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British Columbia The Story of Canal Flats

Canal Flats today has a population of 753, not counting the local dogs and can lay claim to being one of British Columbia's newest municipalities and quite possibly one of the dullest. However, it has a very interesting past, dating back to the early nineteenth century.The area was born McGillivray's Portage, so named in 1808 by mapmaker David Thompson. In 1883 and an English sportsman (read remittance man) named William Adolphe Baillie-Grohman dreamed of building a canal across McGillivray's Portage from Columbia Lake to the Kootenay River. He envisioned being able to connect the Columbia River system with the Kootenay, allowing water traffic from the valley access to the Creston area.

He had been given consideration for a grant of 48,000 acres of alluvial flat and planned to join the two great rivers in order to reclaim flooded lands. Columbia Lake was at the time only 11 feet lower than the Kootenay River, so the engineering problems surrounding the plan were not insurmountable. Baillie-Grohman planned his canal to be 45 feet wide and 6700 feet long to connect the two rivers across the gravel flat that lay between them. The outcome of the feat would be to drain the sloughs in the Creston Valley.The government of the time thought the plan feasible and granted Baillie-Grohman concession in both valleys and the Kootenay Valley Co. was formed.

But when the Canadian Pacific Railway (CPR) heard about the plans it feared the action would flood its main line along the Columbia River to the north.The government then required a lock be constructed and for this additional work Baillie-Grohman was to receive an additional 30,000 acres in the Upper Kootenay Valley. The CPR then appealed to Ottawa, which in turn asked Victoria, the seat of BC's provincial government, where it got the right to interfere with an international river course.A long battle was raged until finally a compromise was worked out: the BC government would allow the canal to be built, with a lock. At 100 feet long by 30 feet wide, the lock was completed in 1888, but by this time the weary Baillie-Grohman had given up his dream and retired to England.

A year later the government voted to close the canal.Only two boats ever went through the canal. The Gwendoline transited the canal in 1894, going from Columbia Lake to the Kootenay River and the North Star in 1902, headed to Golden from Montana.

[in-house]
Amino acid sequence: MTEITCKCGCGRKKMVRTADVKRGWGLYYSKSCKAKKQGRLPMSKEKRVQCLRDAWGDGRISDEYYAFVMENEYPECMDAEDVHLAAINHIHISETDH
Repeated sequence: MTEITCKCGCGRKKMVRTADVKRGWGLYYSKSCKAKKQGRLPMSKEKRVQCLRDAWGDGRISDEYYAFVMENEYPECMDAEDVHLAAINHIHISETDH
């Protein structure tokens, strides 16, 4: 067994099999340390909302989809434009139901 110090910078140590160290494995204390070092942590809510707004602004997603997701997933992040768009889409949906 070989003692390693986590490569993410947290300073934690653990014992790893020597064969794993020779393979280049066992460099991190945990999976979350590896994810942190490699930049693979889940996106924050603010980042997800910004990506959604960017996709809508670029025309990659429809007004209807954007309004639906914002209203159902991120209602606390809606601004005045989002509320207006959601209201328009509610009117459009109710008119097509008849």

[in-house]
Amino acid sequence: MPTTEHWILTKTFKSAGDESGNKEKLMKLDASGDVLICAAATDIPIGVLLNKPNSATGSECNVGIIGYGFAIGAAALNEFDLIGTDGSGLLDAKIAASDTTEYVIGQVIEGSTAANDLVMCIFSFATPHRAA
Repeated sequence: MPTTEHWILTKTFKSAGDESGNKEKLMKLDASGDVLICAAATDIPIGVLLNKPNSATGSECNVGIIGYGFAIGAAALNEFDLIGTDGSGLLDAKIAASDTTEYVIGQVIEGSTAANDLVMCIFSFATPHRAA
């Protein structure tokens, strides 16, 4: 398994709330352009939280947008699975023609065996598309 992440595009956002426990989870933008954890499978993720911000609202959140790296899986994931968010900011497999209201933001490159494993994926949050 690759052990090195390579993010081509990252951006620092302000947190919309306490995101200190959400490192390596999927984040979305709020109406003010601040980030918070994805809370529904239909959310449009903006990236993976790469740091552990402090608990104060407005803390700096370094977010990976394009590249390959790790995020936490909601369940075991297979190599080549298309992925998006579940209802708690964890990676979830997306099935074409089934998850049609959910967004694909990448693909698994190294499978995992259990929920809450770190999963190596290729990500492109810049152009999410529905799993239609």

The North Star was too big, however and the captain of the steamer, Francis Armstrong, had to blast the side of the canal to get this boat through. The remains of the canal can still be seen today.During all this a small community had sprung up, named Grohman.

It consisted of a sawmill, a warehouse, a post office and a licensed hotel. Eventually the community grew and was called Canal Flat, with the "s" added several years later, apparently, according to locals, because it was mistakenly added to a highway sign and "it just stuck".Today the town is primarily supported by a large forestry product mill. The "flats" as the locals call it, several restaurants, a pub, various stores, a post office and a great nine hole golf course. The town also serves as a gateway to several world class backcountry parks, including Whiteswan, Top of the World and Premier Lake provincial parks.

It is also the entrance to Kootenay River Road, which leads backcountry explorers into a vast Rocky Mountain wilderness area, renowned for whitewater paddling, hunting, fishing and camping. Canal Flats is the southern gateway to the Purcell Mountain wilderness area, with Whitetail Lake and Blue Lake relatively short drives from the town. Although no one has as yet developed it for the tourist trade, there is also the Ram Creek Hot Springs just south of town.

.Michael Russell.Your Independent guide to Canada Vacation.

Article Source: http://EzineArticles.com/?expert=Michael_Russell.


By: Michael Russell

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